Loose Wet avalanche concerns will rise in the mid and lower elevations (10,500’ and lower) on primarily E-S-W aspects and by Friday including NW and possibly N-NE . The new snow will need a few nights to fully bond and become less responsive to triggered release.  

 

 

recent observations

Red Cone (4/11)

 

Mount Wood (4/11)

 

Mono Pass Tour (4/10)

 

Spring Conditions In Valentine Cirque (4/9)

 

Large Loose Wet Avalanches, Valentine Cirque (4/9)

 

Wet Slab in Fresno Bowl (4/9)

Temperatures @ 0400

Loc                                          New    Highs/Lows                                            

Virginia Ridge, 9409’:             4”        48/18 deg F., 18 hrs below freezing, 
Tioga Pass, 9972’:                 N/A     N/A deg F.,     N/Ahrs below freezing.
Agnew Pass, 9355’:               3”        45/18 deg F., 15 hrs below freezing
June Mt., 9148’:                    3”        49/17 deg F., 16 hrs below freezing
Mammoth Pass, 9500’:          N/A     46/20 deg F., 15 hrs below freezing
Sesame Plot, 9014’:              3”        42/28 deg F., 8 hrs below freezing
Ch. 22-MMSA, 10,067’:                     37/14 deg F., 10 hrs below freezing
Summit-MMSA, 11,053’:                  32/11 deg F., 12 hrs below freezing
Rock Creek, 9600’:                N/A     53/17 deg F., 15 hrs below freezing
South Lake, 9580’:                            N/A     52/20 deg F., 16 hrs below freezing 

Sawmill, 10,200’:                   4”        48/18 deg F., 16 hrs below freezing

Weather and CURRENT CONDITIONS
weather summary

Thurs thru Saturday– today (Thursday), chilly conditions and brisk winds (gusts mainly    35-40 mph) will be the main weather feature as the shortwaveexits to the east. A short period of increased north or northeast winds is likely across Sierra ridges into Friday morning. For Friday and Saturday, a low amplitude ridgeof high pressure will set up overhead then shift to the east with highs in the lower 50s near degrees in the Sierra, then warming further by 6-12 degrees on Saturday as late day west breezes return.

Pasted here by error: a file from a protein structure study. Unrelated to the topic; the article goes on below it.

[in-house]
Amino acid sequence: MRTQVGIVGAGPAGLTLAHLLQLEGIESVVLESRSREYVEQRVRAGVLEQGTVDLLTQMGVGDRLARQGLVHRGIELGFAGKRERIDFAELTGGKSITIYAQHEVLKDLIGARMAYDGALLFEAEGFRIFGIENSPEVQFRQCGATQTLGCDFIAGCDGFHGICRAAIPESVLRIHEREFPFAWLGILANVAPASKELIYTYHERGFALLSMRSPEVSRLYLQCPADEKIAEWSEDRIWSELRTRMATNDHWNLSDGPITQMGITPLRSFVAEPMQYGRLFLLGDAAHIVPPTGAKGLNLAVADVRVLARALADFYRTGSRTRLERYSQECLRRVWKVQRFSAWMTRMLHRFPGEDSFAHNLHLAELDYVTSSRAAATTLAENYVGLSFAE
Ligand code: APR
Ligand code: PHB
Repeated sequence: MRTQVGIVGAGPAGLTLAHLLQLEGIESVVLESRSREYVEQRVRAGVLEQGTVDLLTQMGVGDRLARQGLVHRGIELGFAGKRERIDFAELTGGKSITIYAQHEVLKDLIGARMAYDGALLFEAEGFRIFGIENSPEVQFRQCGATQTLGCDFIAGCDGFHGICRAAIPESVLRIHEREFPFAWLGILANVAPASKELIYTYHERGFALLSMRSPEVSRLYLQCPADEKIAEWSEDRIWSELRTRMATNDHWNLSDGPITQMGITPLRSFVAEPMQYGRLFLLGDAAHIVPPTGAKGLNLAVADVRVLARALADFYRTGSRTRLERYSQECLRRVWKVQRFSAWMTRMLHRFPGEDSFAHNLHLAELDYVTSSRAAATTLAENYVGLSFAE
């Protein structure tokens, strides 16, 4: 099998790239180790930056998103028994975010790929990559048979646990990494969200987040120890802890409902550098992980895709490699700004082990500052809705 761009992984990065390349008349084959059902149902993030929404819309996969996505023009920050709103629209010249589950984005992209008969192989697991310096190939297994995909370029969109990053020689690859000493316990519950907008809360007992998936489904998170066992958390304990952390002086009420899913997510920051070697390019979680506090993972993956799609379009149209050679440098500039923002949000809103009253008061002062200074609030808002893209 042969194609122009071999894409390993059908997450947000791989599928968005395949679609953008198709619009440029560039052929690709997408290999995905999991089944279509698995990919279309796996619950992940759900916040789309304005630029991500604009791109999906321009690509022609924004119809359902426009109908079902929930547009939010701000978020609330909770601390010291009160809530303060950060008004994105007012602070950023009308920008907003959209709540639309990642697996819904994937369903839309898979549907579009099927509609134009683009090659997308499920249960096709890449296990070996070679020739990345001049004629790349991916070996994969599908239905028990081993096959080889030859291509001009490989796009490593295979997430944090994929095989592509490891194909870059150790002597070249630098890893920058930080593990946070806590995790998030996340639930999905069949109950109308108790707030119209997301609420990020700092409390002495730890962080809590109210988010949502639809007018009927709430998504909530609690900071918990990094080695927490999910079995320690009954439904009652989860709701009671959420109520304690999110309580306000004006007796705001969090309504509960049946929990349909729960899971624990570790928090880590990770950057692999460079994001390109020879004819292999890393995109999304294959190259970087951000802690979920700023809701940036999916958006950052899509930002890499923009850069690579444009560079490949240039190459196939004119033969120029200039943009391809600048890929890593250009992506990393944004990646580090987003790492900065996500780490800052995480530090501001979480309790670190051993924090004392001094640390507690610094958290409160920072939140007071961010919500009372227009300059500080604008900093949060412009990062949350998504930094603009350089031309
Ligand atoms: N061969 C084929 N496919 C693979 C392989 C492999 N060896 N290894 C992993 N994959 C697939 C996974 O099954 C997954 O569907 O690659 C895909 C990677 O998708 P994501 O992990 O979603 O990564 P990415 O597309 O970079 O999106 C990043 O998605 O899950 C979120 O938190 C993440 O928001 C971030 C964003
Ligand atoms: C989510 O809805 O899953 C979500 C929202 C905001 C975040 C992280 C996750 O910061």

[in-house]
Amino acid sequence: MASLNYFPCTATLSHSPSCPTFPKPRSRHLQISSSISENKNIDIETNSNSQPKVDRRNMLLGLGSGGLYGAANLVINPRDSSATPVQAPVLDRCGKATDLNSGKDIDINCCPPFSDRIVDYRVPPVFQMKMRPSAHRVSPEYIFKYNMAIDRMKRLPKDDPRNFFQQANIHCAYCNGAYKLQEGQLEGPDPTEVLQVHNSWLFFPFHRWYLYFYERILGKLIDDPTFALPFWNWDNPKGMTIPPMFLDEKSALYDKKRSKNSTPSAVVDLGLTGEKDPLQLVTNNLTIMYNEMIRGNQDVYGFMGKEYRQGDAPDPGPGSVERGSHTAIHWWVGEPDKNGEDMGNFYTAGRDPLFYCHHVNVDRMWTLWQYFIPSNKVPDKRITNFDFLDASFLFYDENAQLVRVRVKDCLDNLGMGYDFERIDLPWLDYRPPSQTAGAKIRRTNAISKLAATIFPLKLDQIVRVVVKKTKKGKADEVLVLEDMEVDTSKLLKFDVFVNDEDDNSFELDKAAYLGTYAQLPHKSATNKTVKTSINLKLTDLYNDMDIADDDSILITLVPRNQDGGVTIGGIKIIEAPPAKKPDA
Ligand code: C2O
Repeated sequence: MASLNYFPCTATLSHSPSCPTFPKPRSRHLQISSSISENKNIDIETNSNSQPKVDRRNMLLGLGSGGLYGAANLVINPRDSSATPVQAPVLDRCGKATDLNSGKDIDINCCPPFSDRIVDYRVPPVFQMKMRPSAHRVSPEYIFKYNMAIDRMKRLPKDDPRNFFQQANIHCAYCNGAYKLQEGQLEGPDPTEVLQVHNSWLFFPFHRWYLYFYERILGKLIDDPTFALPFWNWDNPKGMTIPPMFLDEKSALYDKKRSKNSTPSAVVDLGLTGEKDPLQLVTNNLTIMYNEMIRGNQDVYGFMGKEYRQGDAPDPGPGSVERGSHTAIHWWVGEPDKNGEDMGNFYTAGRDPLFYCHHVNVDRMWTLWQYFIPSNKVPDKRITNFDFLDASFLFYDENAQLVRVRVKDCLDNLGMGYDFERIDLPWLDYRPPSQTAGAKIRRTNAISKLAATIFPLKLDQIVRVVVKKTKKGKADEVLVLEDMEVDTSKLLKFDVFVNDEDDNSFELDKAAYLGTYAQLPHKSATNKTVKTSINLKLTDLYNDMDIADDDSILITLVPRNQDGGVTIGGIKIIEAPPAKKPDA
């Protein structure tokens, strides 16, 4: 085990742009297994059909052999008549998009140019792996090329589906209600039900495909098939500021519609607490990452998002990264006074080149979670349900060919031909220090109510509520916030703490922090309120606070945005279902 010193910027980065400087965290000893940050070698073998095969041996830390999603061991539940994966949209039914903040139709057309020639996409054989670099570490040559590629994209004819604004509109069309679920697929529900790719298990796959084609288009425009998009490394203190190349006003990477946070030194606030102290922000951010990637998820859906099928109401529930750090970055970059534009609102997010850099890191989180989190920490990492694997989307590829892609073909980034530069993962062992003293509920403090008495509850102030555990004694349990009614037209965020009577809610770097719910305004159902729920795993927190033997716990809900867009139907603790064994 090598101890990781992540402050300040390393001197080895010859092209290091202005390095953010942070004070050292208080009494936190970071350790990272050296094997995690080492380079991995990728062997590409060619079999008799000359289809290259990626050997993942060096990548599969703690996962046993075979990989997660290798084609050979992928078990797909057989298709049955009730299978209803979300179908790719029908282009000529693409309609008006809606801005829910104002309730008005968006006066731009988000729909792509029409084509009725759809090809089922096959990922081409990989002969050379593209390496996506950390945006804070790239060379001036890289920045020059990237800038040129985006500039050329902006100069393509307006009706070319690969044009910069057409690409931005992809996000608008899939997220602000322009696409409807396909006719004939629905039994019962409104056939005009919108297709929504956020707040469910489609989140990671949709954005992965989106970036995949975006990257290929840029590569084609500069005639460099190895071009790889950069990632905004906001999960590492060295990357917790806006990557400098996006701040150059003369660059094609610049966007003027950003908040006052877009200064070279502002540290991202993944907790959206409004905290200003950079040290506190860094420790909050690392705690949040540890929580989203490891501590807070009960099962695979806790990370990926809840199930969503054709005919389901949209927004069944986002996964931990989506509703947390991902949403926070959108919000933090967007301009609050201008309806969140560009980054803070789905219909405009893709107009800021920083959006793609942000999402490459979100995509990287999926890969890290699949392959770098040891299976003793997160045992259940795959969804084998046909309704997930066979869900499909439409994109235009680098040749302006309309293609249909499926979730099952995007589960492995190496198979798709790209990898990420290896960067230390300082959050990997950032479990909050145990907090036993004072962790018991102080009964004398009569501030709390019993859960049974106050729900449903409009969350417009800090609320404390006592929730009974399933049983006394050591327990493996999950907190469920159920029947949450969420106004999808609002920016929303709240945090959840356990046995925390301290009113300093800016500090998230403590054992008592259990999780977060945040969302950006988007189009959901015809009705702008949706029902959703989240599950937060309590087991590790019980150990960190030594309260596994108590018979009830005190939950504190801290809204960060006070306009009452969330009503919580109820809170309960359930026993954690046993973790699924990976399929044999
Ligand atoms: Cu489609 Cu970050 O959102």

Next Week- Another typical spring stormis expected early in the period for    Sunday into Monday. It will be windy Sunday ahead of the cold frontand also relatively dry. Then the cold frontwill move in with most of the precip again falling behind the frontitself with the core of the low moving through Central CA. This will bring the mid-level cold pooloverhead with more numerous snow/pellet showers. A few thunderstorms are also likely in this pattern with some brief bursts of heavy     snow possible, but not widespread. Snow showers wind down during the evening with dry days expected Tuesday into Wednesday. 

Two-Day Mountain Weather Forecast Produced in partnership with the Reno NWS
For 8,000 ft. to 10,000 ft.
Thursday Thursday Night Friday
Weather: Sunny then becoming partly cloudy. Isolated snow showers in the afternoon. Clear Sunny
Temperatures: 26 to 34 deg. F. 13 to 19 deg. F. 41 to 47 deg. F.
Wind Direction: Northwest Northwest North
Wind Speed: 15 to 25 mph. Gusts up to 40 mph. 10 to 15 mph with gusts to 35 mph in the evening becoming light. 10 to 15 mph. Gusts up to 40 mph decreasing to 30 mph in the afternoon.
Expected snowfall: 0 in. 0 in. 0 in.
Over 10,000 ft.
Thursday Thursday Night Friday
Weather: Partly cloudy. Isolated snow showers in the afternoon. Clear Sunny
Temperatures: 20 to 26 deg. F. 11 to 16. deg. F. 35 to 40 deg. F.
Wind Direction: West becoming northwest Northwest North
Wind Speed: 30 to 45 mph with gusts to 75 mph, 20 to 30 mph with gusts to 45 mph in the afternoon. 15 to 25 mph with gusts to 35 mph increasing to 25 to 35 mph with gusts to 55 mph after midnight. 25 to 35 mph with gusts to 50 mph decreasing to 15 to 25 mph with gusts to 40 mph in the afternoon.
Expected snowfall: 0 in. 0 in. 0 in.
Disclaimer
This Avalanche Advisory is designed to generally describe avalanche conditions where local variations always occur. This product only applies to backcountry areas located outside established ski area boundaries. The information in this Snowpack Summary is provided by the Eastern Sierra Avalanche Center, who is solely responsible for its content.